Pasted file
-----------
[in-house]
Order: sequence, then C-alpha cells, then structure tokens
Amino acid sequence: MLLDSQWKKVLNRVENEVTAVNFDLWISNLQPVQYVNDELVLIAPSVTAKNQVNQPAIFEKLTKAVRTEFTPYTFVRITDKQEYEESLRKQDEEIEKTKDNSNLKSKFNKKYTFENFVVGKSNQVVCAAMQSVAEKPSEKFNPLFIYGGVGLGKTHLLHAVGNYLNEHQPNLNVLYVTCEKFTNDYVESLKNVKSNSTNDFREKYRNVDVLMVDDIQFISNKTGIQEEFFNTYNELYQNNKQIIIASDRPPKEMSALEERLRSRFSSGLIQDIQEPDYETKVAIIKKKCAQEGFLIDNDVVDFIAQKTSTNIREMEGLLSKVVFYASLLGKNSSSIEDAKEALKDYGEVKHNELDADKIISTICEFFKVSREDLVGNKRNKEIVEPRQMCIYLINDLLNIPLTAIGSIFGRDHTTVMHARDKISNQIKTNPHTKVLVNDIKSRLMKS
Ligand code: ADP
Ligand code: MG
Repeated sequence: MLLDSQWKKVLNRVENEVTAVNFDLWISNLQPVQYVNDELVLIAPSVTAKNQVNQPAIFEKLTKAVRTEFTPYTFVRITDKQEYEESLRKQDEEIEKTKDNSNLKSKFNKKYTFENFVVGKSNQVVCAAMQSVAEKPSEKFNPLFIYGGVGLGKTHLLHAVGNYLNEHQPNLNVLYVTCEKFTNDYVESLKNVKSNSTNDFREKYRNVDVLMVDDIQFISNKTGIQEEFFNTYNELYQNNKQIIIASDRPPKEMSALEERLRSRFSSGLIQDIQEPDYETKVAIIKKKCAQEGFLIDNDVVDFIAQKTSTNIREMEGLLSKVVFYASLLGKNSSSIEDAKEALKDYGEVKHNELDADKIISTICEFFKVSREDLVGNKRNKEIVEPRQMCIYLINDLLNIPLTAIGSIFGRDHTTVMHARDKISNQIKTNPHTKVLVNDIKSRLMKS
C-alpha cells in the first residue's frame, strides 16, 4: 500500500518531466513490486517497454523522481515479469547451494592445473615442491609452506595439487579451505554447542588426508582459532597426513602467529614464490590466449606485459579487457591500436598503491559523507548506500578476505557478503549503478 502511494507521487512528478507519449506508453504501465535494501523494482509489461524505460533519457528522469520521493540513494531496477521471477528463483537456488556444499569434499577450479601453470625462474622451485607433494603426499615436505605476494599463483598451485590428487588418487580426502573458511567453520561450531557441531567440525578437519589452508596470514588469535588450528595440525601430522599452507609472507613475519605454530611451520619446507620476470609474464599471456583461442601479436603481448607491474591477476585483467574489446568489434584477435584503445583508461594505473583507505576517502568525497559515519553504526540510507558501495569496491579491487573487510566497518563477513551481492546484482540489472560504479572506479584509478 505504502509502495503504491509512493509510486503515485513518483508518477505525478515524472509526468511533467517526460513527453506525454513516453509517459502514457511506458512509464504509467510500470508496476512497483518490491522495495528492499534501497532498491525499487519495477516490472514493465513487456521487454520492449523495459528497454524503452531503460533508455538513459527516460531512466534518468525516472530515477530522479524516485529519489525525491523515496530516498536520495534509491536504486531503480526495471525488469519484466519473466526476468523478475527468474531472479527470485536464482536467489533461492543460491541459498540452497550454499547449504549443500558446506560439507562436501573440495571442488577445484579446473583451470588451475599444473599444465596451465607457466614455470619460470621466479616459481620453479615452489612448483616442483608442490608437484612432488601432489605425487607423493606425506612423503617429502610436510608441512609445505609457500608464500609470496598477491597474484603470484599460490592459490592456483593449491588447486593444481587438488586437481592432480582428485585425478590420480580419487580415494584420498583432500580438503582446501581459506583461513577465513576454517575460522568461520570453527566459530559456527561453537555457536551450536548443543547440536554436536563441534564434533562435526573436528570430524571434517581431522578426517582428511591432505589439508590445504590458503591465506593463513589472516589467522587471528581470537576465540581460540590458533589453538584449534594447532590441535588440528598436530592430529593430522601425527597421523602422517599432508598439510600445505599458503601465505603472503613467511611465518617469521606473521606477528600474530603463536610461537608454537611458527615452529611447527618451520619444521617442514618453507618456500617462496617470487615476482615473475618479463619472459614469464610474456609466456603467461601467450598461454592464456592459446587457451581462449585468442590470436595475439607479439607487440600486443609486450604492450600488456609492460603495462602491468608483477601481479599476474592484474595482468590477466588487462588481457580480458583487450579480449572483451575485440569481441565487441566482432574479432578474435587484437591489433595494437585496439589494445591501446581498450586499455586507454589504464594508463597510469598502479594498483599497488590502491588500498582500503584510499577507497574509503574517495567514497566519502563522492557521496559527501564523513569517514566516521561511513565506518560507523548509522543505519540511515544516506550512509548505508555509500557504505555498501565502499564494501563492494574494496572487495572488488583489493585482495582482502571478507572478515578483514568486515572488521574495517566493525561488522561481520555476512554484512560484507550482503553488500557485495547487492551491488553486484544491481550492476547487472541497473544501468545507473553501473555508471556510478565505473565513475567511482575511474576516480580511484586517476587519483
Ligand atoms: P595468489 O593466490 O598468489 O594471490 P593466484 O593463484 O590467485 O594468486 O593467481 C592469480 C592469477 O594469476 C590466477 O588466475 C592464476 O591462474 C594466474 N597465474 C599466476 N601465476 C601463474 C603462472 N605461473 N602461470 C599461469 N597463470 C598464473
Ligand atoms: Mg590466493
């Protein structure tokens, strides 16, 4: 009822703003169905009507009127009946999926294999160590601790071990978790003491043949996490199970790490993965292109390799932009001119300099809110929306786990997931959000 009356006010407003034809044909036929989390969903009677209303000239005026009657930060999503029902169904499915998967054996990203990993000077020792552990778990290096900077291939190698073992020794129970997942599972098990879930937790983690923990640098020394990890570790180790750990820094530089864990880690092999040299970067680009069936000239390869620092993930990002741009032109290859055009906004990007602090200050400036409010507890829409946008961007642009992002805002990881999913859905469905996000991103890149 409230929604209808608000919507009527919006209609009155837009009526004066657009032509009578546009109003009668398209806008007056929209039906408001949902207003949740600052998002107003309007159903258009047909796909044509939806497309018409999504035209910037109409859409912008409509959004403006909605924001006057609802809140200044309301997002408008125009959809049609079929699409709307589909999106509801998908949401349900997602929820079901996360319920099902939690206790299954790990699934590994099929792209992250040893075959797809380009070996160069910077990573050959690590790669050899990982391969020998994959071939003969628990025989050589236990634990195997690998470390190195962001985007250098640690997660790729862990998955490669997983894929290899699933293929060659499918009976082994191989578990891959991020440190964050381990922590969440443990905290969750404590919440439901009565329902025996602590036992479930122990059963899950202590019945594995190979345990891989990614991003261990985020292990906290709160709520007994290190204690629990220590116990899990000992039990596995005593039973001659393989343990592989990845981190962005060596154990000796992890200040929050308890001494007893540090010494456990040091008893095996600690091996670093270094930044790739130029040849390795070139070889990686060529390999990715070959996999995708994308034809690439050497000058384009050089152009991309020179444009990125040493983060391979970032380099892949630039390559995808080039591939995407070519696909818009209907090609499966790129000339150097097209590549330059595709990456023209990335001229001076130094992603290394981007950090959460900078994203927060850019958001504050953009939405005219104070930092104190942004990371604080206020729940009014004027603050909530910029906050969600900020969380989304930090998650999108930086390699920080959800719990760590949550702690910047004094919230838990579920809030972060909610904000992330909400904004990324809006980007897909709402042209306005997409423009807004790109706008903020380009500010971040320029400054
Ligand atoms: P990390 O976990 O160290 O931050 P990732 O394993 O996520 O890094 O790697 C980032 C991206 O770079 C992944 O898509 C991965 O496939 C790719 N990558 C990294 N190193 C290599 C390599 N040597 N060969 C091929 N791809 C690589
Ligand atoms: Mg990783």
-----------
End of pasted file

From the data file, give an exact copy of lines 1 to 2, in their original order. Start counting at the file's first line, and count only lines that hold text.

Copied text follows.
[in-house]
Order: sequence, then C-alpha cells, then structure tokens